According to the leftist senate hopeful, Colombia is not ready for a Justice and Peace law, because there is sufficient evidence that paramilitary structures have been left intact. “Furthermore, the government should recognize there is a conflict, not just soldiers fighting terrorists. Before people start accusing me of siding with the guerrilla, I do believe we have to finish with the FARC,” says Cuartas, who has been linked to the guerrilla more than once by political opponents in the past. “But not by bombarding them. Instead, they should wither in a political negotiation out of the Colombian conflict.”
The prospects of re-opening negotiations with the guerrilla are limited under present conditions, admits Cuartas. “After all, the failure of the peace process was a carefully thought out decision. Of course the FARC is to blame as well, but this war completely fits the U.S.-backed strategy to re-found the country on a neo-liberal basis. While the general public may be unaware of it, Colombia is experiencing an enormous economical rearrangement based on concentration of land and natural resources in the name of development.”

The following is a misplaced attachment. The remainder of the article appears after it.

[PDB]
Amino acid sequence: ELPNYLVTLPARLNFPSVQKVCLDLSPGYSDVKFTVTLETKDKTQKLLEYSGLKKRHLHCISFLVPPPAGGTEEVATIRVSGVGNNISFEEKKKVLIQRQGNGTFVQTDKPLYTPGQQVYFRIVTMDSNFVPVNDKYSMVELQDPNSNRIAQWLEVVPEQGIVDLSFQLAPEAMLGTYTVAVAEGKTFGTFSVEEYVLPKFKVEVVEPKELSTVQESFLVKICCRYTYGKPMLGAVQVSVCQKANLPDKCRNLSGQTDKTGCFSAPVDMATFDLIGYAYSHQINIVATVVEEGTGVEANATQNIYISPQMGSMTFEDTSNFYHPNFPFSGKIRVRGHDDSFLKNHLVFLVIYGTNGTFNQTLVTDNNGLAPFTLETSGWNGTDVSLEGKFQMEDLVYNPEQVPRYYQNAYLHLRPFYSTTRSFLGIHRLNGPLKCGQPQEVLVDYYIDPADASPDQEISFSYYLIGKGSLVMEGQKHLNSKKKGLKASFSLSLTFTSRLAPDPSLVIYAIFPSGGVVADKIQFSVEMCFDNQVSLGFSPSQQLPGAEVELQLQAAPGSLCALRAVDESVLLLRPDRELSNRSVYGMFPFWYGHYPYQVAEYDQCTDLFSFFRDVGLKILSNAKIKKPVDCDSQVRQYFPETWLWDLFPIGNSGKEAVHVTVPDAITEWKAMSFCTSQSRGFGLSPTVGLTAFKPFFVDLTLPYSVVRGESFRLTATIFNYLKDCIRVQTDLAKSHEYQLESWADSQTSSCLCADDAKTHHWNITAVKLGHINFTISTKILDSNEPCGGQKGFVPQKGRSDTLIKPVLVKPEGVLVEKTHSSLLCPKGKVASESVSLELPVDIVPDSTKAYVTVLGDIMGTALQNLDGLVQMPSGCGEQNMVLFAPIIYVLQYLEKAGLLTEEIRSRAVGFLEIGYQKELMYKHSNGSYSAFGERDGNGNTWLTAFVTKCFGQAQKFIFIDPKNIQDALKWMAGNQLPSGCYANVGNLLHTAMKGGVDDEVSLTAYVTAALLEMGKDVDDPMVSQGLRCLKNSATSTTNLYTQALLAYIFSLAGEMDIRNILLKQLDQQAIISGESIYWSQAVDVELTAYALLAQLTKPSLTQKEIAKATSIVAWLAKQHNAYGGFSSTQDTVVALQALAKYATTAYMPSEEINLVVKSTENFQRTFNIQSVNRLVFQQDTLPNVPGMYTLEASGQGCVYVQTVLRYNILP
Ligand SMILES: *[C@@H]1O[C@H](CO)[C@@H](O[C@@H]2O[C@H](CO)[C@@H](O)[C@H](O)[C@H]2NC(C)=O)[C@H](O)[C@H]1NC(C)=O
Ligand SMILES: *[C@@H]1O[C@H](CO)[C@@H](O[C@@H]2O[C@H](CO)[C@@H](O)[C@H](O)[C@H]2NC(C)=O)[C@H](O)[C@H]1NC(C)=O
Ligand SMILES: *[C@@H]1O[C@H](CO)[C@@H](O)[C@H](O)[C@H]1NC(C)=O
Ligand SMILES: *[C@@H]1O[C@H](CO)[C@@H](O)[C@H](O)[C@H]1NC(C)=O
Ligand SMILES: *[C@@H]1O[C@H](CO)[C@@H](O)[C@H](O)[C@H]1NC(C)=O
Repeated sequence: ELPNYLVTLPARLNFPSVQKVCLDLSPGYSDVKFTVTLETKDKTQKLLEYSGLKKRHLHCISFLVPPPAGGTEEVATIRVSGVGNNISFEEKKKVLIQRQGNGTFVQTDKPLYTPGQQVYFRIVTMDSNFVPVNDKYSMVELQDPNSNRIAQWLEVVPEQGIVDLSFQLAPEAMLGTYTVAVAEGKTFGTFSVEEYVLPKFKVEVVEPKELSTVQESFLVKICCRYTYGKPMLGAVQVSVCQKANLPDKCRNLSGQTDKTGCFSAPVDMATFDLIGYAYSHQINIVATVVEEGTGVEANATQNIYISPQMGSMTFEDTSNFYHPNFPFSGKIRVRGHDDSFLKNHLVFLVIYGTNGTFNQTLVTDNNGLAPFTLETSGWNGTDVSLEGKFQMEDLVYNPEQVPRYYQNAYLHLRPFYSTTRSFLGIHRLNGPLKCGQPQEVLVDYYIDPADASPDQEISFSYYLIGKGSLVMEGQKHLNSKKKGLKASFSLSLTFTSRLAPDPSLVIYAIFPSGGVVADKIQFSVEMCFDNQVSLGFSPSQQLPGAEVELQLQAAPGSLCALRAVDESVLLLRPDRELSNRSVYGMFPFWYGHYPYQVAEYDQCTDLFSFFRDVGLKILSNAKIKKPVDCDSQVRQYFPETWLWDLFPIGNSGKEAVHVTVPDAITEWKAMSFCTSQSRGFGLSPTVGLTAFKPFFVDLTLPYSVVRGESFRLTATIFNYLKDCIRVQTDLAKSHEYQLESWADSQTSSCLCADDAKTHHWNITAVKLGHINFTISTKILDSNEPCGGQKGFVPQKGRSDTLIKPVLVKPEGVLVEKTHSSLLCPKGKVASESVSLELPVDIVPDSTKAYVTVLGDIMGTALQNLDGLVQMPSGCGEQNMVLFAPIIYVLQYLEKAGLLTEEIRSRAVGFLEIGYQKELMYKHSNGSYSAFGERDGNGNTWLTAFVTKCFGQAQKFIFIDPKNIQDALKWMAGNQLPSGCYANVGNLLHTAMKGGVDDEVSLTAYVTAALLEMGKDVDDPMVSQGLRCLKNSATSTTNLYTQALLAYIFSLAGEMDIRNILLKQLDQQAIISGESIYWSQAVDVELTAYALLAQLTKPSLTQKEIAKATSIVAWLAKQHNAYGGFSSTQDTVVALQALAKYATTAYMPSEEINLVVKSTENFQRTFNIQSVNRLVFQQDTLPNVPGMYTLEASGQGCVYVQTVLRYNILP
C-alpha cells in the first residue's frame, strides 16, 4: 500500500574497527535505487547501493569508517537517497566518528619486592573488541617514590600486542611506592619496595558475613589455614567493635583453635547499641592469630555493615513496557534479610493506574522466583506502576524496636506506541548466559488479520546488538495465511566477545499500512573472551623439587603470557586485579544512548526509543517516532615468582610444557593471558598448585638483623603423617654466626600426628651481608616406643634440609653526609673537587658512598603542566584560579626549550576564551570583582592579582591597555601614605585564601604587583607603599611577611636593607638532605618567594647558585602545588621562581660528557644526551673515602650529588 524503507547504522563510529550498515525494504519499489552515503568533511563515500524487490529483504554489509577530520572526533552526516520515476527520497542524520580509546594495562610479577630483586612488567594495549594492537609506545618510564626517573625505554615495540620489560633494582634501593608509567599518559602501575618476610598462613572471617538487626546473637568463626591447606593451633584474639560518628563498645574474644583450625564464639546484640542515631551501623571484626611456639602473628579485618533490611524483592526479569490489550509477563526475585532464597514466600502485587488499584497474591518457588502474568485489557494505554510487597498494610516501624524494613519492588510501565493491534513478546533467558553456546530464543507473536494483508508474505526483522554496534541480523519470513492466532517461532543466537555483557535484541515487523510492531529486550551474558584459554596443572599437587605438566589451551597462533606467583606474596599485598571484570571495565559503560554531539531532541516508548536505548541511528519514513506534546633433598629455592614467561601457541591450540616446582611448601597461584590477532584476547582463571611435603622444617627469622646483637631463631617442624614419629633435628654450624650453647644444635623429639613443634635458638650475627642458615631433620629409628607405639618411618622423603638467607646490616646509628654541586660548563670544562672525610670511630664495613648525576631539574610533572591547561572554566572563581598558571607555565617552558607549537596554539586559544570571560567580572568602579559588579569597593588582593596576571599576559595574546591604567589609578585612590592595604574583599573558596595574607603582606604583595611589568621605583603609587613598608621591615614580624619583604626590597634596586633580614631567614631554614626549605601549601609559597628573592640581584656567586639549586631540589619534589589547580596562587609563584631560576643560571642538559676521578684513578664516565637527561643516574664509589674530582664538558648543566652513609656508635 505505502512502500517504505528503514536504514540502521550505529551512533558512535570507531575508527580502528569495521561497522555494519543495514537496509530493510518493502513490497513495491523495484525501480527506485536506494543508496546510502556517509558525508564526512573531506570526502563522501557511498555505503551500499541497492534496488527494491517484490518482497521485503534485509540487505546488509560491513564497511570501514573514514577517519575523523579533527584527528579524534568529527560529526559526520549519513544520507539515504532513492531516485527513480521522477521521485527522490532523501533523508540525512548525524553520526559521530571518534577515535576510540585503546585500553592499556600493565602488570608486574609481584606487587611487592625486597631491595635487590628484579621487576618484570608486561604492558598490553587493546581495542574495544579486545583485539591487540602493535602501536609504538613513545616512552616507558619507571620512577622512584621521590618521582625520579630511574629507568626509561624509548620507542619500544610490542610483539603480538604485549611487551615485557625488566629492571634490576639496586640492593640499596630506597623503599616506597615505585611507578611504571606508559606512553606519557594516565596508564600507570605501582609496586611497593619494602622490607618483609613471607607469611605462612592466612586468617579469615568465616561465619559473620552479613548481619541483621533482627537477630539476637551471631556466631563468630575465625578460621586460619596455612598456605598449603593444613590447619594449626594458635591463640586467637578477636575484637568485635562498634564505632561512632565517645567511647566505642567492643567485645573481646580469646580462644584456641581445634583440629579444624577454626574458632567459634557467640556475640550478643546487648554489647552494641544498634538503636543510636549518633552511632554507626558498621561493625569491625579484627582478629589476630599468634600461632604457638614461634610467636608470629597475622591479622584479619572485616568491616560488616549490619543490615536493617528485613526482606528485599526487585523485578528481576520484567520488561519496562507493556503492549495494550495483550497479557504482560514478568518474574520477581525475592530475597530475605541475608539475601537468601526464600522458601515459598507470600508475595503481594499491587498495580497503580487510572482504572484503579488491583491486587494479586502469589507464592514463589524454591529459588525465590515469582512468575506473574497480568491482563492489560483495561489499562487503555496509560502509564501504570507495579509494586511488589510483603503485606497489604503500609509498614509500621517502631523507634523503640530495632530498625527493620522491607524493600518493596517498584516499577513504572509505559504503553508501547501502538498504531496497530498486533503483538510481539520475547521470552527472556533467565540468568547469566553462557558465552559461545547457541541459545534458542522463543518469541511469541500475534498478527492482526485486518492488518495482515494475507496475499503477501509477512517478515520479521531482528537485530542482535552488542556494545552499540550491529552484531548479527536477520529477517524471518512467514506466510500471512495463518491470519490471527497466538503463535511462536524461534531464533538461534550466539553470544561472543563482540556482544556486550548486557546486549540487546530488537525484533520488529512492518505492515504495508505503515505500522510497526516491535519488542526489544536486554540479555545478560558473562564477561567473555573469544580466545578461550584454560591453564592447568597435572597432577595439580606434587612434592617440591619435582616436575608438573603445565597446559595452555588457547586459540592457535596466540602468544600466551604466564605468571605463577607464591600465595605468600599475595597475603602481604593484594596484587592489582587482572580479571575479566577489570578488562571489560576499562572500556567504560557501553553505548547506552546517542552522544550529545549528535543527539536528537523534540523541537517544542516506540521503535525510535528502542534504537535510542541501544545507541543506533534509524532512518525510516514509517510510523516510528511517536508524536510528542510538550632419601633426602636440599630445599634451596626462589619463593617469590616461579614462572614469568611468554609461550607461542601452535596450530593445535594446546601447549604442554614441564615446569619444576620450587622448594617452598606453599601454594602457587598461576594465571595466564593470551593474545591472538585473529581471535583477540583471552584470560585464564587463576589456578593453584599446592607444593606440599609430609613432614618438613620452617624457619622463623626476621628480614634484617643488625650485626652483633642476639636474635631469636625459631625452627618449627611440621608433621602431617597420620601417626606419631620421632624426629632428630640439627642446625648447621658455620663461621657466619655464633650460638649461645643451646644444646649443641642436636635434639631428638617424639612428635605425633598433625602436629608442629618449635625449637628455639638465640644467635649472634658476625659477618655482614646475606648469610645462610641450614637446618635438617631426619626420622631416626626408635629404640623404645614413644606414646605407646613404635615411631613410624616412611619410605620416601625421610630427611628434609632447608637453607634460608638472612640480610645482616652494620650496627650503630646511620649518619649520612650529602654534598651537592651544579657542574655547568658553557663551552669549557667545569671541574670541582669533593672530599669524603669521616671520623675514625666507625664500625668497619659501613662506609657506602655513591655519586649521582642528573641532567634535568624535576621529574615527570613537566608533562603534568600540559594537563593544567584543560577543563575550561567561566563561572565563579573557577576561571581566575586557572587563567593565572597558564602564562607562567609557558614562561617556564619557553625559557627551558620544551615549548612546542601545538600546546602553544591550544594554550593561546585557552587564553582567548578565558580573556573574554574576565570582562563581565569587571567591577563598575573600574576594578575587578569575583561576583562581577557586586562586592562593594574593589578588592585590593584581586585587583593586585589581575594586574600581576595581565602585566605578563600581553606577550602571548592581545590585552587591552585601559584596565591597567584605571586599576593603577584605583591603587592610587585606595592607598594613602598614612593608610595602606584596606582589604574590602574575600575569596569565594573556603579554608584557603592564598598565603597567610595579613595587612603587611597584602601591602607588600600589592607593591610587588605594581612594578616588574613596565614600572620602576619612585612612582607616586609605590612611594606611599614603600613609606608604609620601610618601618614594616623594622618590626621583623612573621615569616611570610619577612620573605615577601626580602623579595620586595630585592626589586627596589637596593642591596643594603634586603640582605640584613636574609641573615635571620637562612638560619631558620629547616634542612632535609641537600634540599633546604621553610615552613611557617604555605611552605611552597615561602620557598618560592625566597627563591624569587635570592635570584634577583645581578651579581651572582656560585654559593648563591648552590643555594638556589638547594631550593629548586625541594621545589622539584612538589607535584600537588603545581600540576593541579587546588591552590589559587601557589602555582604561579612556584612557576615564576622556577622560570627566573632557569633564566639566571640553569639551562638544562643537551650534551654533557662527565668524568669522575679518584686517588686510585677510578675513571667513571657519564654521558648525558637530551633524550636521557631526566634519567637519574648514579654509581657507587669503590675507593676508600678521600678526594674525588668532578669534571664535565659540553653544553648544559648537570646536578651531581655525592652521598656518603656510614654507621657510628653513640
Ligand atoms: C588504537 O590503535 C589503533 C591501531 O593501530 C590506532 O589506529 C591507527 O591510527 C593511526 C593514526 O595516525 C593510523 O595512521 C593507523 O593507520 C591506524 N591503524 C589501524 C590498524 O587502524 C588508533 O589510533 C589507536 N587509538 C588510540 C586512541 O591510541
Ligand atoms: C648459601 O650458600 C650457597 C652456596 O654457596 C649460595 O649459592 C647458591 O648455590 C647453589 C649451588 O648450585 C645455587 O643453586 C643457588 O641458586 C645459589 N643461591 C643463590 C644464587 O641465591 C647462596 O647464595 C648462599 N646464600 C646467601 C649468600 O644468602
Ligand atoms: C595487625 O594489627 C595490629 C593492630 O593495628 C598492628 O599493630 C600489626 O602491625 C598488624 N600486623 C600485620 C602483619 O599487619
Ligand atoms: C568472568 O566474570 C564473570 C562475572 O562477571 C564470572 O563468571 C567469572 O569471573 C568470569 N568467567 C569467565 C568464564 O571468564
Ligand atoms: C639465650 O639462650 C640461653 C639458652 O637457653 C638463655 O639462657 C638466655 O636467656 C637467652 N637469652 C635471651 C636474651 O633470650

In this “systematic effort,” as the politician and social worker calls it, the government wouldn’t care too much about defeating the FARC or not. “There is a big inequality between the fighting actors anyway, with the relatively low tech guerrilla on one side and the Colombian army supported by US and Israeli technology on the other.” What really matters is what happens when the guerrilla has left a certain region, Cuartas says. “With people displaced because of crop fumigation and turmoil, multinational mining companies move in to exploit coal, gold and emeralds, or agro-industrial corporations take over the land to plant oil palm, like in Uraba.”